Why did it take possibly several months to begin an investigation into how a state Human Services Department official, Inspector General Carolyn Ham, responded to allegations of fraud in the child care assistance program? At State Capitol hearings today, Republican Senator Michelle Benson asked Acting Human Services Commissioner Pam Wheelock, “Can you tell me the day the investigation started?” Wheelock didn’t give a specific date, noting time was necessary to hire an outside investigator. Benson responded, “People want to know why this took so long; why somebody was getting paid when they weren’t actually doing their job…. I can see we’re not gonna get a lot of clarity on that…. And when do you expect that her review will be completed?” Wheelock responded, “My hope would be that would be sooner rather than later, and I have reason to believe it would be.”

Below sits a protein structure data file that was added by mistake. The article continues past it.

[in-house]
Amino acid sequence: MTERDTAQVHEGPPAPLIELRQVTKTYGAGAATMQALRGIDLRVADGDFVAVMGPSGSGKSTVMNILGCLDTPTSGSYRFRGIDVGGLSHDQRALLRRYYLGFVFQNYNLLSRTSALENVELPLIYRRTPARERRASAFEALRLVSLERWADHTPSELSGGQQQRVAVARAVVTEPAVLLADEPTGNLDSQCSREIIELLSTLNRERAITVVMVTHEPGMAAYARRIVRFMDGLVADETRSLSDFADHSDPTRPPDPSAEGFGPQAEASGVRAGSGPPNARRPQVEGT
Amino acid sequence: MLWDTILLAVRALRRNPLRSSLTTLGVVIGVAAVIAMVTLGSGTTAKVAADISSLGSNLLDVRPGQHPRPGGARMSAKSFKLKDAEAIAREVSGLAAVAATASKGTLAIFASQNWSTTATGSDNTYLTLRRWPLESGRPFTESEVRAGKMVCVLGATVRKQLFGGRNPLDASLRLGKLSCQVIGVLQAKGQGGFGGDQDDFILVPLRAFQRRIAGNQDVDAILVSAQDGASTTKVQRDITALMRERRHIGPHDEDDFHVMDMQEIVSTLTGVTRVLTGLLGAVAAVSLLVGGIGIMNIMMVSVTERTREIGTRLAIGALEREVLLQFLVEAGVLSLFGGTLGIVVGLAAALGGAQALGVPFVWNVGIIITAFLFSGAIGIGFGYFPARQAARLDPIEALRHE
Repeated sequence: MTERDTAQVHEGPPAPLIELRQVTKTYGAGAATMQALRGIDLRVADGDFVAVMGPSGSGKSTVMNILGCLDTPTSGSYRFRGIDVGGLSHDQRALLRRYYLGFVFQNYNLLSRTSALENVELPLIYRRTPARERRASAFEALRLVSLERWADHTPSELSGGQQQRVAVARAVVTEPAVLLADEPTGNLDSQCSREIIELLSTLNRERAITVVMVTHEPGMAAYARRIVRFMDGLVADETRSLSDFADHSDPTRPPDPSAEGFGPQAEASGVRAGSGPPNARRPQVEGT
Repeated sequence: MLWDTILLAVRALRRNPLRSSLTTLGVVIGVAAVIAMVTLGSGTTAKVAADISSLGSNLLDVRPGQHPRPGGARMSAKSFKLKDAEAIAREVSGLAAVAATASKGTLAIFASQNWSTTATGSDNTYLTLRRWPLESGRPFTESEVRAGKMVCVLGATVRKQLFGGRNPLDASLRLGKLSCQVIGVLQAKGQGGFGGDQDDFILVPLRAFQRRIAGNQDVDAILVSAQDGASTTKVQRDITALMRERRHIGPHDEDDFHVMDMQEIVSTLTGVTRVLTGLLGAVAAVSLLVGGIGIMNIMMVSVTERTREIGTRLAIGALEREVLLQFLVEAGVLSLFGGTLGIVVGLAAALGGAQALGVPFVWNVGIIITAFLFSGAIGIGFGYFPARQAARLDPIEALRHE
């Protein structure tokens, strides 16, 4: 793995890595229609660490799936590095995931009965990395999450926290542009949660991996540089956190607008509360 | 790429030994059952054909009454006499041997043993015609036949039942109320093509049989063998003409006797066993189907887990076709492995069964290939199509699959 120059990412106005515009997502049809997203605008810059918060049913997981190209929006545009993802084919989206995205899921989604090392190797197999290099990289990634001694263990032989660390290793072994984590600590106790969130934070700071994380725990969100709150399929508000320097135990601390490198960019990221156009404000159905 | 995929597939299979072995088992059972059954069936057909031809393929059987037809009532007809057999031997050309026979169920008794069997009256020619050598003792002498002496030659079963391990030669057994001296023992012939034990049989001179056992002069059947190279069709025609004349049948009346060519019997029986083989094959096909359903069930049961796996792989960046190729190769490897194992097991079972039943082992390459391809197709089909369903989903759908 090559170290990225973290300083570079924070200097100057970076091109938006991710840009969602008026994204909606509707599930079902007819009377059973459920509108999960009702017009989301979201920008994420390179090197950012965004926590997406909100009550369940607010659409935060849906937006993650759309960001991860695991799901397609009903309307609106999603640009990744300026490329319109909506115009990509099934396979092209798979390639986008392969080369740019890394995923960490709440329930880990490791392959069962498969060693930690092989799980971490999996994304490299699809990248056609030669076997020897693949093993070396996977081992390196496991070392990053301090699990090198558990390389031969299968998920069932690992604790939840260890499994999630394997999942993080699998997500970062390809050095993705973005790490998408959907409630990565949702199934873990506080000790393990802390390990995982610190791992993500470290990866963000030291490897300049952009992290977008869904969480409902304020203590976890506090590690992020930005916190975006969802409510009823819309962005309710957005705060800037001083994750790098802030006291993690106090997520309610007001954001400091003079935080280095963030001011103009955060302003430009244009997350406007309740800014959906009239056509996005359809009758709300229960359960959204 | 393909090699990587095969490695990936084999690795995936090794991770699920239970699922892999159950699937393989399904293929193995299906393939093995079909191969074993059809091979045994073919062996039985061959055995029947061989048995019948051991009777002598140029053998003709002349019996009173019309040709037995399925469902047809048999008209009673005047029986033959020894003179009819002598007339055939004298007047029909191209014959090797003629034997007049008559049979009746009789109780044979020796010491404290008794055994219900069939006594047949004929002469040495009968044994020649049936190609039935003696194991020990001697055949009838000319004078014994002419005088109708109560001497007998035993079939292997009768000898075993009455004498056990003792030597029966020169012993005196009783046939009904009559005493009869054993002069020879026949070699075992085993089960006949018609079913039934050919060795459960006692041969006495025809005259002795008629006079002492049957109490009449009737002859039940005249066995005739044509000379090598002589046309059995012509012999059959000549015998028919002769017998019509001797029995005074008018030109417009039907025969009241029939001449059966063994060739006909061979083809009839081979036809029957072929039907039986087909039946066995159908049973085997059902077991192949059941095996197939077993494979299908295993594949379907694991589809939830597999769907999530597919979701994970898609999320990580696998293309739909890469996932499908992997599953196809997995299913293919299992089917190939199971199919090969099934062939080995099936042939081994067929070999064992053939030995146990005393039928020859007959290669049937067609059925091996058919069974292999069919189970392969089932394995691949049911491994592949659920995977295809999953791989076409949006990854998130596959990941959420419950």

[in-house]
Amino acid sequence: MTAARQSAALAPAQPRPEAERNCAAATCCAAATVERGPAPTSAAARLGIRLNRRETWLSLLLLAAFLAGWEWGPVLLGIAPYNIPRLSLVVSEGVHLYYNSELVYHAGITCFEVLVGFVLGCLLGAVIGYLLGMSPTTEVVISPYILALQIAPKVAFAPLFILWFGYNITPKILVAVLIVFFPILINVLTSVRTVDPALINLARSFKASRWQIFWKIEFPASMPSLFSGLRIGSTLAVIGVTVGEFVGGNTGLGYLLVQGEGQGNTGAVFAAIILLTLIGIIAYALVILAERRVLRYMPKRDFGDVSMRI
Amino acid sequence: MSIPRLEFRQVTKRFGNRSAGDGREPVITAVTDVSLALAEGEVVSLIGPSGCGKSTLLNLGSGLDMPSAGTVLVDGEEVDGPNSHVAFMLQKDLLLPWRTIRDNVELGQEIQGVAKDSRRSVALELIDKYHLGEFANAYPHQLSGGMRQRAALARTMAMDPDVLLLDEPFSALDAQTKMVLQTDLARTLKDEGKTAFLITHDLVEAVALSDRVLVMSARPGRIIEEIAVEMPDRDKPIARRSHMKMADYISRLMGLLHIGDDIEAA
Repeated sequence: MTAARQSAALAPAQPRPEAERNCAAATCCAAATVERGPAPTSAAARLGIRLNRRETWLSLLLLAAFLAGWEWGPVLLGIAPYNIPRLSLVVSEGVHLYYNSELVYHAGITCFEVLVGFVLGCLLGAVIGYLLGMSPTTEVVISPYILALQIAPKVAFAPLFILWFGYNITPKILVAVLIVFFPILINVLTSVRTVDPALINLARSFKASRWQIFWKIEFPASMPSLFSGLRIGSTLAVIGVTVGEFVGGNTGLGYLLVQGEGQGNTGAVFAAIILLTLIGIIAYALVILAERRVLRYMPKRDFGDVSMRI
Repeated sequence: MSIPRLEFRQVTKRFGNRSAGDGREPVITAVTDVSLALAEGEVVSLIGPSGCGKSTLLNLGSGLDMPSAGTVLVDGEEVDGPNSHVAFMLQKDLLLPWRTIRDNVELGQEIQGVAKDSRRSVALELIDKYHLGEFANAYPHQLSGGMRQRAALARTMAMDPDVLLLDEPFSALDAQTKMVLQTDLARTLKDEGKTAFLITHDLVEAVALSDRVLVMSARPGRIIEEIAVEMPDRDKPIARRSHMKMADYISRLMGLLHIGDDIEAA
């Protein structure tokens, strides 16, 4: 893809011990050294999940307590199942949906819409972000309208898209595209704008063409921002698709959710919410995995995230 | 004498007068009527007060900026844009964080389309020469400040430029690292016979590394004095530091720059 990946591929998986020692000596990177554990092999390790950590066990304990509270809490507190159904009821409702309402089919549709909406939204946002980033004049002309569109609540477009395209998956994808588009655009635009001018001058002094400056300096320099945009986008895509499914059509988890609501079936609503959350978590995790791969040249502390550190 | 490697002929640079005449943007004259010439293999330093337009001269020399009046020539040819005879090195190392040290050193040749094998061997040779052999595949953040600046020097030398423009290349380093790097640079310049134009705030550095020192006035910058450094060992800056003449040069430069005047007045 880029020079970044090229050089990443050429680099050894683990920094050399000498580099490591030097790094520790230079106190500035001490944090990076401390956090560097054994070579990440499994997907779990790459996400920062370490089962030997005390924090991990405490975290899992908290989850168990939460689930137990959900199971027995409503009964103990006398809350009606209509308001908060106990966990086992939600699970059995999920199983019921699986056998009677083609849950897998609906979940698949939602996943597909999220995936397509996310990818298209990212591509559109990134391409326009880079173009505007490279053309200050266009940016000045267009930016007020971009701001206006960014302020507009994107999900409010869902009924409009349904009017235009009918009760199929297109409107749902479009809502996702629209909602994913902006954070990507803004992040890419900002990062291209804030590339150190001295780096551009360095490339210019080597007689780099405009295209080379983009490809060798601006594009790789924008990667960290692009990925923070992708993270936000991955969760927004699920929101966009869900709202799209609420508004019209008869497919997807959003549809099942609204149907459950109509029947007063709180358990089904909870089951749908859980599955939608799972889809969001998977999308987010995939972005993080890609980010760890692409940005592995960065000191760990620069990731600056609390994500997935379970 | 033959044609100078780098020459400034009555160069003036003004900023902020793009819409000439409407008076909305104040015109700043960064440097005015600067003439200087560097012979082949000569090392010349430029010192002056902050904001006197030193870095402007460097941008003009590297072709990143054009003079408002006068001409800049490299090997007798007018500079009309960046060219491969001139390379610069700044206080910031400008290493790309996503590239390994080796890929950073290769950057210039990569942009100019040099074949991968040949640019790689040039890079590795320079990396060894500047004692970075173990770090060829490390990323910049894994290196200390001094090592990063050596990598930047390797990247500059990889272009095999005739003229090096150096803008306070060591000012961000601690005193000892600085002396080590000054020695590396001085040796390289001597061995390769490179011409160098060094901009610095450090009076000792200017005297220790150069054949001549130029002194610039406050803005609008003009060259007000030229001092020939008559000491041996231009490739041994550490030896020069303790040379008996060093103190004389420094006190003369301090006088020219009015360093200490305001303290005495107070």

Human Services Department employee Faye Bernstein told lawmakers she was verbally reprimanded with comments like “you’re too focused on compliance” and then sidelined after pointing out serious problems with contracts. Acting Human Services Commissioner Pam Wheelock praised Bernstein’s persistence, saying, “It’s almost a success story in some ways, about being able to elevate those concerns, and they are brought to my attention.” Republican Senator Andrew Mathews from Milaca took issue with that comment. “I don’t believe that an employee who gets a phone call and [is] informed of repercussions that may come for testifying should be a success story in anyone’s book,” Mathews said.
Lawmakers also asked what the Human Services Department plans to do about 25 million dollars in overpayments it made to Native American tribes. Acting Commissioner Wheelock said it’s premature to make a decision on that.